Most of the regulars are men in their 40s to 60s, but there are a few women too. Many of them have been living in the estate for years.

 

Some, like Mr Tan, have moved away, but they show up almost daily.

 

Gek Mata and Sharon are the newer residents of the estate. They moved in only a few weeks ago and are a daily fixture at the hawker centre.

 

Gek Mata already has a list of complaints: neighbours quarrel almost every day and just last week, someone in their block threw an oven down.

 

He said: ‘Once, a used sanitary pad landed right in front of me when I walked past one of the blocks. I don’t know if I was ‘suay’ (Hokkien for unlucky) or lucky that it didn’t land right on my head.’

 

The conversation switches back to the stabbing.

 

Mr Tan’s backpack is still at the hawker centre. Someone stole a peek. There was a knife inside.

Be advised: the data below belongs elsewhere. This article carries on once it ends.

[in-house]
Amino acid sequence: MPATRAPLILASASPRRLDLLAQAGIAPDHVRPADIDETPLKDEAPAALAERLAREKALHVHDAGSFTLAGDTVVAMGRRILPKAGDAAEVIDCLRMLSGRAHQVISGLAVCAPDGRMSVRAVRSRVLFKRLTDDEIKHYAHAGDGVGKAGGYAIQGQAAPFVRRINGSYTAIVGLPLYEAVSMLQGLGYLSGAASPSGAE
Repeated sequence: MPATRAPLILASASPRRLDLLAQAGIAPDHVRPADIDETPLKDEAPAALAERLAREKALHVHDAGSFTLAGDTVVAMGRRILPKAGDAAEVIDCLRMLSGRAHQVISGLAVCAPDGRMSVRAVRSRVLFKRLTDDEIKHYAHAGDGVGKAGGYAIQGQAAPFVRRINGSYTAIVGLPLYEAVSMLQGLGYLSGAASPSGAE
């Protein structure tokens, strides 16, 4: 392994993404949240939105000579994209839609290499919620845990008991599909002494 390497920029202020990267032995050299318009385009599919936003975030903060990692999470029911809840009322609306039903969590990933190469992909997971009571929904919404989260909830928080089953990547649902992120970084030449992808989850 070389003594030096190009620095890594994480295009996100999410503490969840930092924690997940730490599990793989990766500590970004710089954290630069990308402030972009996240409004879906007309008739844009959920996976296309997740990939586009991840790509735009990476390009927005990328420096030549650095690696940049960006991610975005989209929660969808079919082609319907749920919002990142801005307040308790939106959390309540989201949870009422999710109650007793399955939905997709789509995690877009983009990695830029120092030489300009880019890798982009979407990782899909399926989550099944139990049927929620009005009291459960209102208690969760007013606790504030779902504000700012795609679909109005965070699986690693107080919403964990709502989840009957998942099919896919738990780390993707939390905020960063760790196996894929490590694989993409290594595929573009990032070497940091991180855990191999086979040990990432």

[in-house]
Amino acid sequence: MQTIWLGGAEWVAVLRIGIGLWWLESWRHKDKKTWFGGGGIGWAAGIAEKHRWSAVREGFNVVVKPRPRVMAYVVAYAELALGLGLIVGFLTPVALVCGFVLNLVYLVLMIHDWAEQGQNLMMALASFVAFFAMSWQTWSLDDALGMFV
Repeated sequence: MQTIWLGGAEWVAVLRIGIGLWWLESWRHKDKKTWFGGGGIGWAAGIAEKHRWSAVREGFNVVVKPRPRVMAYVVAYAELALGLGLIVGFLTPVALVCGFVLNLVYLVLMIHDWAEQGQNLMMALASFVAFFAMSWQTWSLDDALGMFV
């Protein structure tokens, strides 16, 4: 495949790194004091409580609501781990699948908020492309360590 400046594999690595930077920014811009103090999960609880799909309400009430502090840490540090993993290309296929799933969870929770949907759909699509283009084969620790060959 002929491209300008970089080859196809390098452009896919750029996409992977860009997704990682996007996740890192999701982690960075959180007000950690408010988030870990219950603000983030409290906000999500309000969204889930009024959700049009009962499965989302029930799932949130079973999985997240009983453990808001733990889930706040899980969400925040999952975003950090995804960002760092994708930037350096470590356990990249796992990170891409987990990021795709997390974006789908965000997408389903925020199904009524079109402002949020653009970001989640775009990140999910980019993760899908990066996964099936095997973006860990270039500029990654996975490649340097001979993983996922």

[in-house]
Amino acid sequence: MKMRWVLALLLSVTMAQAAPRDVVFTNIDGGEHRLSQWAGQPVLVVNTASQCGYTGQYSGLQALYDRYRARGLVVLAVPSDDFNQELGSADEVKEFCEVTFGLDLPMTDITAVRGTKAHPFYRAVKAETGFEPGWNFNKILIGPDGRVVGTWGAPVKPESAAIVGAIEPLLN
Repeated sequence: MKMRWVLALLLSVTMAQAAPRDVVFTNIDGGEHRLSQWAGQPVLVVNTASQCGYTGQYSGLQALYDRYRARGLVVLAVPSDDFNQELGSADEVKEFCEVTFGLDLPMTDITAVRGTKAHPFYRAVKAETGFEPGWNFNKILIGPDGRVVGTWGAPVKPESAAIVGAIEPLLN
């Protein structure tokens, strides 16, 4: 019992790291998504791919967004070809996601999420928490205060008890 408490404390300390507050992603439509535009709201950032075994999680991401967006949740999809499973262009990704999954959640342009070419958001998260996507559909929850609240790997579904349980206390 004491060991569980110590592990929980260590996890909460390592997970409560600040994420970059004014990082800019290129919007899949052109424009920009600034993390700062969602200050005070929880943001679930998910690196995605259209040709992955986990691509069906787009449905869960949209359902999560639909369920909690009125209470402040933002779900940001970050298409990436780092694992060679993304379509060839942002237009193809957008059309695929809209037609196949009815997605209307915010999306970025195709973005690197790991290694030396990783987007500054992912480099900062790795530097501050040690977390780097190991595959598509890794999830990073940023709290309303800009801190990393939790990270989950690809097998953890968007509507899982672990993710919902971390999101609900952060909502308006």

‘Ang Gong Siao must have been attacked without warning. If not, he could have defended himself,’ his friend said.

 

Isn’t it strange for him to be carrying a knife?

 

‘He’s a plumber. It’s his work tool,’ he said.

 

They think that Mr Tan had fallen out with his killer, Lim Bock Song, 43, over money.

 

Lim, who is unemployed, was shot dead at Outram MRT Station, after he charged aggressively at a police officer with a knife. He lived with two friends in a one-room flat at Block 11.

 

Last September, a 34-year-old man was stabbed at the void deck of that block. Two men who lived in the estate were later arrested and charged in court.